More problems with GPS

Beside these, here we have one more issue to solve.  Even with all these advanced technologies, this GPS system will not give us the right location.  Here comes the importance of Einstein’s theory of relativity.  Time is not absolute; it depends upon many other factors. 

According to the theory of special relativity; a fast moving clock will slow down.  The atomic clocks, which are moving at speed of 14,000 kilometres per hour, will slow down by seven microseconds every day due to this.  At an altitude of 20,000 kilometres above the Earth, the satellites experience one quarter of the Earth’s gravity. Thus, according to Einstein’s general relativity theory, the clocks will tick slightly faster. 

In this case, it moves around 45 microseconds faster every day.  This means a net 38 microseconds offset is created every day in the atomic clock.  To compensate for this, a theory of relativity equation is integrated into the computer chips, and it adjusts the rates of the atomic clocks.  Without this application of the theory of relativity, the GPS would have produced an error of 10 kilometres every day.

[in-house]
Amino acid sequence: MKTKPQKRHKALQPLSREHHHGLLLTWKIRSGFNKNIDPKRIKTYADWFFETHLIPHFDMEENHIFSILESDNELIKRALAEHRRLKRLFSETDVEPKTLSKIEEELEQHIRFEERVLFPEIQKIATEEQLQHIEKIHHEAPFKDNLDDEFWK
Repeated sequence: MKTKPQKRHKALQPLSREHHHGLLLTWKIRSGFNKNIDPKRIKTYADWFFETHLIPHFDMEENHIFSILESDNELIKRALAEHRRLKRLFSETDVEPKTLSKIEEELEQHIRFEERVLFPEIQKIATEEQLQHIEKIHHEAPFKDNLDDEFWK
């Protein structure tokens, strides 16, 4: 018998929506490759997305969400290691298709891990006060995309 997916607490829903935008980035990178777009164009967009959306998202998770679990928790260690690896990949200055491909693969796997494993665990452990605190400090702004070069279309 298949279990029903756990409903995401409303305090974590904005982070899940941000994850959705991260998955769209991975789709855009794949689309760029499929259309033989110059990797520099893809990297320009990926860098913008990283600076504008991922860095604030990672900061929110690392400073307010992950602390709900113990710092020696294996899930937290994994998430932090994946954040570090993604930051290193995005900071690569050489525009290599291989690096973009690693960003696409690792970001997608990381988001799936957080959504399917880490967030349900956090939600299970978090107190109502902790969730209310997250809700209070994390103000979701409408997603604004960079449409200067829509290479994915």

At the end,

You may have a question in your mind that does GPS require an internet connection?  Then answer is NO. GPS does not require an internet, or cell phone signal.  However, with their help, GPS startup can be greatly speed up.  Satellite location information can be downloaded by the internet, rather than direct satellite downloads, which are very slow.  Such GPS systems are known as assisted GPS.